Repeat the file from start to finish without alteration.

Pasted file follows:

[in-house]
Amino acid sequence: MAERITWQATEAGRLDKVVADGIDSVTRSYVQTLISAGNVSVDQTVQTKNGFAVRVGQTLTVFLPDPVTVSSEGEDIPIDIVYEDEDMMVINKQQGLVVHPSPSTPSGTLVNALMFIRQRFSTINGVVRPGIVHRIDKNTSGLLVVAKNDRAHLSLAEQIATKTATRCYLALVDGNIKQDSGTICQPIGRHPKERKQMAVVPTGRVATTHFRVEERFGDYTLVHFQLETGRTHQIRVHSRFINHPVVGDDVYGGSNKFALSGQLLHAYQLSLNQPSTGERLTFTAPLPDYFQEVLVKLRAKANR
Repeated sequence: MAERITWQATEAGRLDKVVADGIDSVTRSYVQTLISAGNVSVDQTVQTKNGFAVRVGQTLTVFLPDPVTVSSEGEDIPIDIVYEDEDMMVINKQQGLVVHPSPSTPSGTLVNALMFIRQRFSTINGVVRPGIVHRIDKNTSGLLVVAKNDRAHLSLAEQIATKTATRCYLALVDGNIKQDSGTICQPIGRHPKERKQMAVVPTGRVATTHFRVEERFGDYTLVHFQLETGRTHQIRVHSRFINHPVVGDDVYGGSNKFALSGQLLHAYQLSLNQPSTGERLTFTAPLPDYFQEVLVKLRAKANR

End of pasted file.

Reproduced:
[in-house]
Amino acid sequence: MAERITWQATEAGRLDKVVADGIDSVTRSYVQTLISAGNVSVDQTVQTKNGFAVRVGQTLTVFLPDPVTVSSEGEDIPIDIVYEDEDMMVINKQQGLVVHPSPSTPSGTLVNALMFIRQRFSTINGVVRPGIVHRIDKNTSGLLVVAKNDRAHLSLAEQIATKTATRCYLALVDGNIKQDSGTICQPIGRHPKERKQMAVVPTGRVATTHFRVEERFGDYTLVHFQLETGRTHQIRVHSRFINHPVVGDDVYGGSNKFALSGQLLHAYQLSLNQPSTGERLTFTAPLPDYFQEVLVKLRAKANR
Repeated sequence: MAERITWQATEAGRLDKVVADGIDSVTRSYVQTLISAGNVSVDQTVQTKNGFAVRVGQTLTVFLPDPVTVSSEGEDIPIDIVYEDEDMMVINKQQGLVVHPSPSTPSGTLVNALMFIRQRFSTINGVVRPGIVHRIDKNTSGLLVVAKNDRAHLSLAEQIATKTATRCYLALVDGNIKQDSGTICQPIGRHPKERKQMAVVPTGRVATTHFRVEERFGDYTLVHFQLETGRTHQIRVHSRFINHPVVGDDVYGGSNKFALSGQLLHAYQLSLNQPSTGERLTFTAPLPDYFQEVLVKLRAKANR